Maintaining mental well-being during uncertain times

April 02, 2020
Be sure to take the time to check in with yourself and care for your mental health.
Be sure to take the time to check in with yourself and care for your mental health.

The COVID-19 global pandemic is disrupting routines and expectations, and complicating access to groceries, medication and our family and friends. We’re all concerned about the illness and its impacts, and the volume of information – while important to keep Canadians healthy and safe – can be overwhelming.

If you find your stress or anxiety levels escalating — and that’s a normal reaction — there are some things you can do to help maintain your mental and emotional well-being during this time of upheaval and uncertainty.

If you’re struggling with anything related to your physical, mental or emotional health, reach out to your physician for help. While in-person appointments are temporarily not an option for many, virtual and appointments by telephone are often an option.

Here are a few things to consider if you’re finding COVID-19 related stress increasing.

Pinpoint what you’re finding most difficult

For some, losing access to their social connectedness is hard on their wellbeing, while others may struggle with making sure they get essentials while keeping their exposure risk low. Some folks may have a general sense of unease and frustration right now.

Try to sit down in peace and quiet with a pen and paper. What’s creating the greatest discomfort for you? If you list several things that are making this time difficult, which issues can you have influence or control over right now?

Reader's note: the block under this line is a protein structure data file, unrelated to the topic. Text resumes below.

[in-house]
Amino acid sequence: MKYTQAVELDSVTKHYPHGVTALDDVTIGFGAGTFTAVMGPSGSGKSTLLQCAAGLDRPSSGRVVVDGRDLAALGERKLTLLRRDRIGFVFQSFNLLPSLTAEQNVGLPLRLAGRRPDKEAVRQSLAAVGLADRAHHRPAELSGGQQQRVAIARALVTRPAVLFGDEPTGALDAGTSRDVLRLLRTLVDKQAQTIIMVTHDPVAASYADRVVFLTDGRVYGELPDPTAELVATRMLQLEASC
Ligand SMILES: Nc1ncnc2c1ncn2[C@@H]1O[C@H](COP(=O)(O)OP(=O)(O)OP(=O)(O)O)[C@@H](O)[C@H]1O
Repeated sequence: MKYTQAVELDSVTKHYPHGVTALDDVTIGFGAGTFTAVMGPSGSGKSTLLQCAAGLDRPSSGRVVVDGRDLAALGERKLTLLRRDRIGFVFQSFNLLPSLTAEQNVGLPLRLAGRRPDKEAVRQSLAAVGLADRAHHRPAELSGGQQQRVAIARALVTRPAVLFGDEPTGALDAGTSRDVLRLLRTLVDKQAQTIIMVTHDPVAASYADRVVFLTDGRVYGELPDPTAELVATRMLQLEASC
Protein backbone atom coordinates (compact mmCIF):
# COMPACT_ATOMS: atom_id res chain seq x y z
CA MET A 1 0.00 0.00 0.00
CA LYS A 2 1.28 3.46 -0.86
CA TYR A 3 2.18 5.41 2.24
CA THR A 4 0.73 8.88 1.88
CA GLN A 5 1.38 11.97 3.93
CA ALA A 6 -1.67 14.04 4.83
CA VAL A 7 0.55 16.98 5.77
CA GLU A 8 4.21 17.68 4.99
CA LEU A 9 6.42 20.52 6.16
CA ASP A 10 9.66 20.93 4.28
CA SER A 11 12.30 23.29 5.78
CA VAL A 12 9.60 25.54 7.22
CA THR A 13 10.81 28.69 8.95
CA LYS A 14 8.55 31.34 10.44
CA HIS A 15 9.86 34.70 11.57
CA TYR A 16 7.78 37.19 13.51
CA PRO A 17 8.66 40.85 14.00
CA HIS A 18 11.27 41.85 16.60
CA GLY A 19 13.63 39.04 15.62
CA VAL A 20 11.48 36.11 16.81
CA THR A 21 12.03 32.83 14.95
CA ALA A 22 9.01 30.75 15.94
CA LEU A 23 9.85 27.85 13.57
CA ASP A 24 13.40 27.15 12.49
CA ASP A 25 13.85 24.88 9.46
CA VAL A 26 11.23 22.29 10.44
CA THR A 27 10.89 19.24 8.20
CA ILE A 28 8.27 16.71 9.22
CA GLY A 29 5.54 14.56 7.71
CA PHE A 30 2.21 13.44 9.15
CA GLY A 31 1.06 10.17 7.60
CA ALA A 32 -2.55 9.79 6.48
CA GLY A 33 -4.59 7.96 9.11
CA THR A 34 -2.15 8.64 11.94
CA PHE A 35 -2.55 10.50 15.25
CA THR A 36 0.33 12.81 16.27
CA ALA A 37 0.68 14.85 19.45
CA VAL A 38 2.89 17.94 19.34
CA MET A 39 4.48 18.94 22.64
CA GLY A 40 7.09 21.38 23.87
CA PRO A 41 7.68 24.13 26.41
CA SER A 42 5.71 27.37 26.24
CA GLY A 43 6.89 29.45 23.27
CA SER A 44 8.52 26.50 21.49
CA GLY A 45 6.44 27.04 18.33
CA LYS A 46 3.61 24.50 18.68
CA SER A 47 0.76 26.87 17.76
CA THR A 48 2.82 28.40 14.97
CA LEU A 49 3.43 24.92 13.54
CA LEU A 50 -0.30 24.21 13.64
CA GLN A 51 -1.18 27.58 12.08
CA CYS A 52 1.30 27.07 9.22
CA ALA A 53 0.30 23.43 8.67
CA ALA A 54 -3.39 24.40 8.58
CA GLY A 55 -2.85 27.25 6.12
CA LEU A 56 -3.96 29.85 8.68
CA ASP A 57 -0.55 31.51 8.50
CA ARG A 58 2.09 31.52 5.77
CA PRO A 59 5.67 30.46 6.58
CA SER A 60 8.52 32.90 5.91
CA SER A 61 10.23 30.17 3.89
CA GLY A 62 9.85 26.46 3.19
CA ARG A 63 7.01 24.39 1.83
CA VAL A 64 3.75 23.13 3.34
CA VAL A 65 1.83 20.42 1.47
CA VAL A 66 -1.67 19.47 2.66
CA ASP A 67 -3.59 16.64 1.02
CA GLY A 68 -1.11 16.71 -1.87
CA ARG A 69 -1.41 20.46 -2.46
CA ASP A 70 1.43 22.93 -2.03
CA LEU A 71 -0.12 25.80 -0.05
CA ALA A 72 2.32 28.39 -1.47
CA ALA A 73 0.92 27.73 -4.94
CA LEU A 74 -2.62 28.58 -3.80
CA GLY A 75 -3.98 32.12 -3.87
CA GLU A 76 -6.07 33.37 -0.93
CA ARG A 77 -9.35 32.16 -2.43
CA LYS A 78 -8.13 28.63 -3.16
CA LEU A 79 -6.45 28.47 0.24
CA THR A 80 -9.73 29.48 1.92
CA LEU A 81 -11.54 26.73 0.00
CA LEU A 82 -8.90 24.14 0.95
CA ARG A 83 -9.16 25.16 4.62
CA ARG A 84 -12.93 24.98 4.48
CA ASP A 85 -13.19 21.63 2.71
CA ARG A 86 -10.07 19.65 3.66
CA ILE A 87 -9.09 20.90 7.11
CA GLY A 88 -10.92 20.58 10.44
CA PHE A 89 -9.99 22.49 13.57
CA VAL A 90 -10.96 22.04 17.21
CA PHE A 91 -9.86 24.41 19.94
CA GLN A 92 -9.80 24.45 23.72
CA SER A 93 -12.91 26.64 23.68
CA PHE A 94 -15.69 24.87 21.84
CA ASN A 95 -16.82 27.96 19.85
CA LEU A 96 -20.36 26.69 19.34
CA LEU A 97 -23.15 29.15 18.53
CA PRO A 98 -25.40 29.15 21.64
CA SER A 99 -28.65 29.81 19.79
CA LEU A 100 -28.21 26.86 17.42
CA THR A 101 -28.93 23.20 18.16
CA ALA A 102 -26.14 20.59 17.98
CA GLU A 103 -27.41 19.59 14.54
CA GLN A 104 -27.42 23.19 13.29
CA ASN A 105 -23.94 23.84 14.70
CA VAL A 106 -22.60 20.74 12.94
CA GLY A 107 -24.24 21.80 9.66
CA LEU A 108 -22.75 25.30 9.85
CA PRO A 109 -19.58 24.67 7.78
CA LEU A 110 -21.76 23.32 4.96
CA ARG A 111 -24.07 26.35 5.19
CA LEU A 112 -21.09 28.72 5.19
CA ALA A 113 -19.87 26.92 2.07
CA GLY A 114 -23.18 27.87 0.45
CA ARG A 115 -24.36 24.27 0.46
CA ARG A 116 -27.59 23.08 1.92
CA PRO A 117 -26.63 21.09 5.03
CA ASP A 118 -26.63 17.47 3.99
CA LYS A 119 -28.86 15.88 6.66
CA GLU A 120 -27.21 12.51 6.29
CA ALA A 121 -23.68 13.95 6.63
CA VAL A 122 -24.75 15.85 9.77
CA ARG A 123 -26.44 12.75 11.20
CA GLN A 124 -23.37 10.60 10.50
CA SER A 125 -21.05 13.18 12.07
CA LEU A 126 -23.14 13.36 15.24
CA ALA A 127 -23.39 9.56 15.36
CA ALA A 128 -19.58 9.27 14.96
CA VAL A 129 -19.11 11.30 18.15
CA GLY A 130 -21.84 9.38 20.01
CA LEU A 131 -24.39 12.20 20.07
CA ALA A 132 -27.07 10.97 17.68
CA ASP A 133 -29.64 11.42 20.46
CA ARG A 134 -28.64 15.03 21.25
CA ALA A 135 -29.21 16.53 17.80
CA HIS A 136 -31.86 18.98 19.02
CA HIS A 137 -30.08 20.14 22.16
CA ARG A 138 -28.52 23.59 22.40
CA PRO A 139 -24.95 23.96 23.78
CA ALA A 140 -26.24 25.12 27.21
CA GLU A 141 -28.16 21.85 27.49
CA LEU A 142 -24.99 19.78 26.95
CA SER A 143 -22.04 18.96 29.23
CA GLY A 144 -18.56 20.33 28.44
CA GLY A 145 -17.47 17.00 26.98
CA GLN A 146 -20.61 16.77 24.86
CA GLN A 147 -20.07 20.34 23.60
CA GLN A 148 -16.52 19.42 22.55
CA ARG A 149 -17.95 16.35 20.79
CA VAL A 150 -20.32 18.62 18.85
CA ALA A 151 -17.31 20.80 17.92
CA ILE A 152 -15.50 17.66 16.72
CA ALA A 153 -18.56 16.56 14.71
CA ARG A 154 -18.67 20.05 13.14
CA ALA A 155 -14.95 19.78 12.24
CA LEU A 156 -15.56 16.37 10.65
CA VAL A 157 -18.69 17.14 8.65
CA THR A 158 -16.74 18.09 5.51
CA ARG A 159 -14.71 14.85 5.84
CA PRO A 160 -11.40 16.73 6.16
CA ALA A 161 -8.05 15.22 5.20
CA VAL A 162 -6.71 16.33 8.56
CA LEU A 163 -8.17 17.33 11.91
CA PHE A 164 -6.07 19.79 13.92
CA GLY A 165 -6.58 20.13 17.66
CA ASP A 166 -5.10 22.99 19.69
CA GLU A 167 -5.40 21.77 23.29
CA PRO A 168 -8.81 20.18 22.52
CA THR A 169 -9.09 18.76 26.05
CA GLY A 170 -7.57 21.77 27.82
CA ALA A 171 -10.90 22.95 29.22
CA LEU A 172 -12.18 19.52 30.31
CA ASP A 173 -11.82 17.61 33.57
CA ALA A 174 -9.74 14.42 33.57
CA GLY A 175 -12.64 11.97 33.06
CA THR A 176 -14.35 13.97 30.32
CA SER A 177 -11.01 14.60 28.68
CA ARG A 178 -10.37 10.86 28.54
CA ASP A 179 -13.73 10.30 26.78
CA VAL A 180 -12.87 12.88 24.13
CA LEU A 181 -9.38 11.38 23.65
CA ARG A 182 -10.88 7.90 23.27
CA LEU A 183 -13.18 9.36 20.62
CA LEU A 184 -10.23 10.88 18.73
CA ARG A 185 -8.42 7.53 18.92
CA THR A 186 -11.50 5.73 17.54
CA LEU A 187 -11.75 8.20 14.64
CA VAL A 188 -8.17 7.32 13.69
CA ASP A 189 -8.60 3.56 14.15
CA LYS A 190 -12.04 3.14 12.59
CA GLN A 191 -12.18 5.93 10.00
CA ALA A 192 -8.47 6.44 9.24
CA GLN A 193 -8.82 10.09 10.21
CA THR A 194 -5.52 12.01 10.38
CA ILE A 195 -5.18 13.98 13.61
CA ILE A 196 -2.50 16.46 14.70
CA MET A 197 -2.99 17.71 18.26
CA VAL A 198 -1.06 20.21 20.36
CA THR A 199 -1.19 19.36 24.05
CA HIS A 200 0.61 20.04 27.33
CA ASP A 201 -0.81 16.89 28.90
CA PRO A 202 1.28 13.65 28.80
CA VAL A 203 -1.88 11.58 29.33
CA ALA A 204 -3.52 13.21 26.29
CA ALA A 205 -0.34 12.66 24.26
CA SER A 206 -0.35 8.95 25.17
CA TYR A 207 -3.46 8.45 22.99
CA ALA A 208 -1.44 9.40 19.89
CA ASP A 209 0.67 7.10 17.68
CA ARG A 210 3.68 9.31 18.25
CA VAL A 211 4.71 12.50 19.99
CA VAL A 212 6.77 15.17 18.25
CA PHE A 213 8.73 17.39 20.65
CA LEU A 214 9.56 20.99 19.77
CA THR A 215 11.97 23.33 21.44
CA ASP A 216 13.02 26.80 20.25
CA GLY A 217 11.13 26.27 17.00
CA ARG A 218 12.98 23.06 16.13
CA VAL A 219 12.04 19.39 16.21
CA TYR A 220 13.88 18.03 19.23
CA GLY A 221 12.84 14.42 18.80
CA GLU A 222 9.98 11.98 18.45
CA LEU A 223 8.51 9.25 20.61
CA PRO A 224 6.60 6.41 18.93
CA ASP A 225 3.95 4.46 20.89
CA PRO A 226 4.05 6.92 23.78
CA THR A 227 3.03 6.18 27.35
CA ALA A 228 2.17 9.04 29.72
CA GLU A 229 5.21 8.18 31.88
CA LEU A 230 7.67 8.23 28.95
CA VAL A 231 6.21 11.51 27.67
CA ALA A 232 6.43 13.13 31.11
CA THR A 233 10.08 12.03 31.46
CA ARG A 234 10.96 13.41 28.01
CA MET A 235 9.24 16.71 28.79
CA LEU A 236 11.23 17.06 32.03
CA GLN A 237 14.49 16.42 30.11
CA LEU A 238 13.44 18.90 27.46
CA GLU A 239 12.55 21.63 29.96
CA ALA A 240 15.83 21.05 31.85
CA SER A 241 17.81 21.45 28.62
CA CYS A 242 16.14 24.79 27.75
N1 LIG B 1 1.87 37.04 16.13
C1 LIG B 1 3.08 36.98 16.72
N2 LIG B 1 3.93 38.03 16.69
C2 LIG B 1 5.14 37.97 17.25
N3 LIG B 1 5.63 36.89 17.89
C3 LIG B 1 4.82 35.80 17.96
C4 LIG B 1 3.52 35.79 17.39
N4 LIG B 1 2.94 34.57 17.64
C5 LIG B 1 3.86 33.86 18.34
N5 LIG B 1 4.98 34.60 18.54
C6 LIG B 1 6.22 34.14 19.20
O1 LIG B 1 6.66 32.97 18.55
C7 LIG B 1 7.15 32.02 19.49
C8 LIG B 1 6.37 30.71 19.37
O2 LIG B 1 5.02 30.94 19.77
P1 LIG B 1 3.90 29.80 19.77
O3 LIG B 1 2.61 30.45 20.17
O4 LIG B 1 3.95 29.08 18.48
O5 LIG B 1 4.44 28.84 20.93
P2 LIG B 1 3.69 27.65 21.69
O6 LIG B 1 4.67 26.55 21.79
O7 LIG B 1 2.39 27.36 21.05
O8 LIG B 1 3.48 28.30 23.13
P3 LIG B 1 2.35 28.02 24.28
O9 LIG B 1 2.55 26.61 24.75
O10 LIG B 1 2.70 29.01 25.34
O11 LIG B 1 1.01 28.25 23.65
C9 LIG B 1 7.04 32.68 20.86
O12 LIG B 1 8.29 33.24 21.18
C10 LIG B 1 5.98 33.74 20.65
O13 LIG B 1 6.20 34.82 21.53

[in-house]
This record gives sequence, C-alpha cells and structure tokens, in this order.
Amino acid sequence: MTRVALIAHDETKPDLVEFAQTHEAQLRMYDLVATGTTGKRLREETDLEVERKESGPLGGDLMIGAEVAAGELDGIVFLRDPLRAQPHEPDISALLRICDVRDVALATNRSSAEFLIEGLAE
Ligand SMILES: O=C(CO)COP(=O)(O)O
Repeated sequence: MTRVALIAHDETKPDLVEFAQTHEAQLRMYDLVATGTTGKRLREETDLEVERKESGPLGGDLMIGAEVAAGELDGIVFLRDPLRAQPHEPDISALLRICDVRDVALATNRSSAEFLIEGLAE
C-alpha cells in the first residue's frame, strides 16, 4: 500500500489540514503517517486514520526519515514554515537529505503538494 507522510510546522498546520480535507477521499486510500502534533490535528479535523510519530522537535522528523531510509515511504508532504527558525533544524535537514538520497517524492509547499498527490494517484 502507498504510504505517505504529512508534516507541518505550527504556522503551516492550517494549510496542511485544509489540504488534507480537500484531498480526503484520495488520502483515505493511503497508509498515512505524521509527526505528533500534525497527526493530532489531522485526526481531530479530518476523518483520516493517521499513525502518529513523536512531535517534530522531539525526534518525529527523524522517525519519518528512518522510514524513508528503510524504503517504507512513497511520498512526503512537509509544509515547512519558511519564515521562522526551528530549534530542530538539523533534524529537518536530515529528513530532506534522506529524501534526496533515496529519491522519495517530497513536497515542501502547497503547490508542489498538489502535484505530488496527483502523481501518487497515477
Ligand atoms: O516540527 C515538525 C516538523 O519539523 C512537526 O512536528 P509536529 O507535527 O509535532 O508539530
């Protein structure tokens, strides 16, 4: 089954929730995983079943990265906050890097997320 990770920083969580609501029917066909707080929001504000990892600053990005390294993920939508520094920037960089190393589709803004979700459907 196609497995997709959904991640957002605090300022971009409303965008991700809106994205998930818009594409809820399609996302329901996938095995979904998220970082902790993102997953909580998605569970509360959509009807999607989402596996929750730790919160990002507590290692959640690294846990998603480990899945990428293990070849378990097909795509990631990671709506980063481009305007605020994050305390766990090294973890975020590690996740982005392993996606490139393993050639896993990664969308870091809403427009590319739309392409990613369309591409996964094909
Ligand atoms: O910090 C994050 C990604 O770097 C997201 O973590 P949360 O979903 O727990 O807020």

Keep in mind that there will be things you’ll worry about that are not in your power to change right now, but that’s okay. What’s important right now is to know and name your biggest stressors. Break them down to bite-size pieces and address the ones that you safely can in the short term.

For example, if you’re most worried about getting essentials while keeping your exposure to other people in check, consider grocery delivery services or communicate (from a safe distance) with a friend, neighbour or family member about how to co-ordinate grocery shopping and delivery. Consider outings at off-peak times, or during senior-designated shopping hours that many stores have implemented. Practise good hygiene and social distancing, and make sure you plan your outings. While outings for essential items aren’t social opportunities, they can still be anchors to look forward to during your week.

Get accurate info on your own terms